Saudi Arabia is deeply concerned about the coalition's push into Iraq. The presence of US bases in the country not only makes it a potential target for the Iraqis but also infuriates many in this overwhelmingly Muslim nation.
On Wednesday night a windstorm howled through the streets of Riyadh. The high-rise luxury towers of Mamlakah and al-Faisaliah, built by princes of the ruling house of Saud, costing billions of riyals, were lost in the swirling sand.
Riyadh is a sprawling, modern city
It was the same storm that blew into Kuwait, into the massed forces of American and British might poised for attack as time ran down on President Bush's ultimatum to Saddam Hussein.
The next morning I awoke early. The wind had dropped but the sand particles clung in the air and Saudi Arabia's twin towers were lost in the haze.
The war had begun. My hotel is close to the downtown area. It's guarded now and cars are being stopped and checked.
Across the street is the ministry of interior building. It looks like nothing more than a giant spaceship, hexagonal, huge and brooding, sitting on the desert floor as if it had just landed.
Riyadh is a sprawling city of congested motorways, gleaming government ministries, glass and marble office buildings and walled residential compounds, and towering over it all, Mamlakah and al-Faisaliah.
My taxi driver is a cheerful, enormously resourceful Bangladeshi called - well, I can't give you his name. He is afraid that the Saudi authorities will punish him. So let's just call him Bob.
Osama Bin Laden has support from extremists in the Kingdom
I had a problem with my mobile phone the day the war started and, so while I interviewed two Muslim extremists in my hotel room, Bob went looking for a replacement phone.
One of the extremists, with the cold eyes of a fanatic set deep in a lined face, told me that the war was the work of Satan. He said it was the beginning of a great jihad that will bring America, Satan, to its knees.
He told me that the mujaheddin, the supporters and followers of Osama bin Laden, are armed and ready.
This was no idle boast. I'd already been told that assault rifles, rocket launchers, grenades, and high explosives are brought into the kingdom from North Yemen by tribes who share a kinship and a long history of smuggling across a shifting border of sand.
The weapons are sold on the black market. A Kalashnikov in normal times sells for 1000 Saudi riyals, but these are not normal times. It's a seller's market. The price has jumped to 2500 riyals, about £400.
On Tuesday, at about one in the afternoon there was a loud bang. I've heard bomb blasts in Jerusalem and London. I thought, "that sounds like a bomb". But I didn't hear what I'd always heard before - the sound of sirens. So I dismissed it.
There are hundreds, if not thousands, of young Saudis who are armed and angry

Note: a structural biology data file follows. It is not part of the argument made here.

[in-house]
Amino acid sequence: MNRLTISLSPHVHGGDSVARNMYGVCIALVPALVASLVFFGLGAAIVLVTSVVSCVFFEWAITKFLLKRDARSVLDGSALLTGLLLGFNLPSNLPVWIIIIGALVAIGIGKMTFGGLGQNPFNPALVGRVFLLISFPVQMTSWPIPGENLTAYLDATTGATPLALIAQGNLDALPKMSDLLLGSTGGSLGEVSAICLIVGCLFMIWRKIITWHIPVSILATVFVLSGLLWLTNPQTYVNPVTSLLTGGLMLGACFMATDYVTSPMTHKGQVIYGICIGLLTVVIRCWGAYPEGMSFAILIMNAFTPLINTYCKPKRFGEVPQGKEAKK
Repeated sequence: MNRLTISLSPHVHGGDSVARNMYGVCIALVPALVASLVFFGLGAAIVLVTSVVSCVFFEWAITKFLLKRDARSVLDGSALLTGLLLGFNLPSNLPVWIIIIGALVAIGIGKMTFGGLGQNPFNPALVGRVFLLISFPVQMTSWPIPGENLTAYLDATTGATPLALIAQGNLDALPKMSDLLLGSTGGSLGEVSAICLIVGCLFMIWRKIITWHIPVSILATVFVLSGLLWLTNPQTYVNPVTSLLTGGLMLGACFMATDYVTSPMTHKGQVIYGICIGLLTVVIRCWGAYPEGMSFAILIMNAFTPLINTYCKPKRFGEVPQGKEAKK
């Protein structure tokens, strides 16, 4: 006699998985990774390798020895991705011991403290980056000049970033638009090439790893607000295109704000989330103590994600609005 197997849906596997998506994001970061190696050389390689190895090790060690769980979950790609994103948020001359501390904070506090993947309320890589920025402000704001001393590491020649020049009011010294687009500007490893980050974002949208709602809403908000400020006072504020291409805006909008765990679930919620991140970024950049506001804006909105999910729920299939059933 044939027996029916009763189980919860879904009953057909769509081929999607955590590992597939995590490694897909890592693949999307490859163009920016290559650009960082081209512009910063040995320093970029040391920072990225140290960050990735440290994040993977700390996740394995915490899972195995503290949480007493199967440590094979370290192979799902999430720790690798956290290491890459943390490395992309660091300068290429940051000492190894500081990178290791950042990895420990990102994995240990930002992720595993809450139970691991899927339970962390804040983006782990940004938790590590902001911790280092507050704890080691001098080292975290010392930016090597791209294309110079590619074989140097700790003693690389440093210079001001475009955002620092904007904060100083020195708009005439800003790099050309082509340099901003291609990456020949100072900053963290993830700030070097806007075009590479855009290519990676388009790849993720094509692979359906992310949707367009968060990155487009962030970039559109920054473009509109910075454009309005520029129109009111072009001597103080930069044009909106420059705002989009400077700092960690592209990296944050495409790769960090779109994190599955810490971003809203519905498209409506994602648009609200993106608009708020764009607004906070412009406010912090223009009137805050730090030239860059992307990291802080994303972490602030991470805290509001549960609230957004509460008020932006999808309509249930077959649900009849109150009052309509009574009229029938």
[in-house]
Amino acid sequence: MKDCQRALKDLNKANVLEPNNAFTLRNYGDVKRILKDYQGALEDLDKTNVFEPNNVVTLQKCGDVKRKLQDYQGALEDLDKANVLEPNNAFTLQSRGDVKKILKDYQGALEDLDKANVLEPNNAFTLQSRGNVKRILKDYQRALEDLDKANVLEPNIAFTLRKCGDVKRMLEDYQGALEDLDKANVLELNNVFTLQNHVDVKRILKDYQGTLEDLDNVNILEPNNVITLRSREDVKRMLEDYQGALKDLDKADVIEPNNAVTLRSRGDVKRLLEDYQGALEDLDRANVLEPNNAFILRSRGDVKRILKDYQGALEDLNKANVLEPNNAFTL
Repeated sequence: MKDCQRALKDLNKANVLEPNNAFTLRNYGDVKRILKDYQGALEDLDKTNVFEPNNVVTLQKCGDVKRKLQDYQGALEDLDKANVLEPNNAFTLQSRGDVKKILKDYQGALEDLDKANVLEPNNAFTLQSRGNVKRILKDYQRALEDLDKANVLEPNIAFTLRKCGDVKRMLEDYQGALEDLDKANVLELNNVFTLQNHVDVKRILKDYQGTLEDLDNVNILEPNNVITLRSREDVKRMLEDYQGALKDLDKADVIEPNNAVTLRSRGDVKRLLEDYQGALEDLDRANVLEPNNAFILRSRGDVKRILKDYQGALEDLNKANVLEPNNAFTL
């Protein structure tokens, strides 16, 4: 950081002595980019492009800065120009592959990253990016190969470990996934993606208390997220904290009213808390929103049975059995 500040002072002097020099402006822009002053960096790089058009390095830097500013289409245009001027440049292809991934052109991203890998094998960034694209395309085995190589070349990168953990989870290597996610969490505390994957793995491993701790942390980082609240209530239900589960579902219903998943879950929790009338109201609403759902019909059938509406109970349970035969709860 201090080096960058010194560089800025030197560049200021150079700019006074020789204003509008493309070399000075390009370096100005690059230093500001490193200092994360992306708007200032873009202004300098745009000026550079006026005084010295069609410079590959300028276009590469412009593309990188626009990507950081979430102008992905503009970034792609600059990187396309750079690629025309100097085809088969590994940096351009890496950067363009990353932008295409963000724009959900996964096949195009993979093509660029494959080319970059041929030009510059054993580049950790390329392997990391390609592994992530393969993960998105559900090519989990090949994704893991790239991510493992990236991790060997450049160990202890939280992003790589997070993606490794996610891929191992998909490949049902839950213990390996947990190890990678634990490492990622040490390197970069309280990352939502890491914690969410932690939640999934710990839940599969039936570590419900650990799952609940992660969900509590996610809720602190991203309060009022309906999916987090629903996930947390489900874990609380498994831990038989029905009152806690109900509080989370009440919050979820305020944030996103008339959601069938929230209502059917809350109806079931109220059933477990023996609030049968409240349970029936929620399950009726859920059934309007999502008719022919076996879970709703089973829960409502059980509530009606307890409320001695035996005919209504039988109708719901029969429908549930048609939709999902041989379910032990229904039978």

In the evening the Ministry of the Interior released a brief statement. In a residential compound just a few miles east of my hotel, a bomb maker had blown himself up. In the wreckage of his flat the security police found 12 AK-47s, three hand grenades, two rifles, a pistol, a lot of ammunition and high explosives.
There are hundreds, if not thousands, of young Saudis who are armed and angry. They will act with or without the approval of the religious scholars. If this war is not mercifully quick, if al-Jazeera carries the raw images of Iraqi women and children killed by American and British bombs, the mujaheddin will strike.
It is a nightmare scenario for the House of Saud. Already the militants are quietly enraged. They believe that behind the scenes, the royal family is helping the American war effort.
The militants say the House of Saud has strayed too far from their rigid, unforgiving brand of Islam. And there will be a reckoning.
But first comes the reckoning with the infidels. The cold-eyed extremist tells me that if the war lasts for more than a few days, religious scholars will issue a fatwa urging a jihad on British and American expats in Saudi Arabia.
He tells me that the fatwa will allow attacks in Britain. It is a chilling moment and time to conclude the interview. The militants leave my hotel room.
The phone rings. It's Bob. He's in the lobby. I go down and meet him. We return to my room. He's got me an almost new mobile phone at a knockdown price. I'm an utter techno-luddite.
Bob, on the other hand, knows all about things like computers and mobile phones. And this phone he's got me works on voice command. Amazing!
Bob shows me how to enter a name, repeat it and presto, the person is there on the line. I'm so delighted I try it out on my friend.
"Virginia," I say peremptorily, and there she is.
Bob's face is wreathed in smiles, I'm like a kid at Christmas. I pass the phone to Bob so he can speak to Virginia.
"Don't worry", he says. "I'll look after him."
It's a strange and dangerous time in this strange, space-age city. I look out of my window, and I still can't see Mamlakah and al-Faisaliah. Then I look at Bob, and I start to feel normal again.